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If you're currently archiving email, your archiving app might also be able to do the same thing with IMs. If it lacks that capability, there are a number of IM archiving programs available that can operate in standalone mode or even integrate with some email archivers. Similarly, products are available to handle VoIP archiving. Unified messaging systems can simplify archiving chores by putting email, VoIP messages and perhaps even IMs in the same archivable mailbox.
Regardless of how you decide to handle archiving for these additional communications facilities, there's one thing you probably know: Your archive has the potential to grow ... a lot. Depending on the specific traffic these communication applications generate in your office, your new capacity requirements could be substantial, especially if your company allows archive-bloating practices like attaching files to IMs.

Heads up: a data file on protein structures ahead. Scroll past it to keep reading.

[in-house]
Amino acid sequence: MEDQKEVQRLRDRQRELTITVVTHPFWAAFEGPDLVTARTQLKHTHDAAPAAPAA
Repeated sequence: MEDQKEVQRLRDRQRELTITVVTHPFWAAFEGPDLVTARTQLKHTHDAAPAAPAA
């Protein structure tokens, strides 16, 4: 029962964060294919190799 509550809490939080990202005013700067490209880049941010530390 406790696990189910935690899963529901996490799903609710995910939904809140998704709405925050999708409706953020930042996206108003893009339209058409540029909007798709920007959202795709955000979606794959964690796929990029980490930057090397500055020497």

Of course, all this archiving and data retention can make employees a little uneasy about their communication habits. For reasons ranging from malicious to not, employees often try to evade corporate controls by using noncorporate email systems for business correspondence. Skipping out to a Hotmail or Gmail account to dash off a nonarchivable message can effectively thwart archiving efforts. Barring access to these external services is about the best you can do to ensure that you don't have glaring gaps in the business
| communications you're tracking. Remember, not having a piece of requested data can hurt you just as much as being caught red-handed with the evidence.
This was first published in January 2008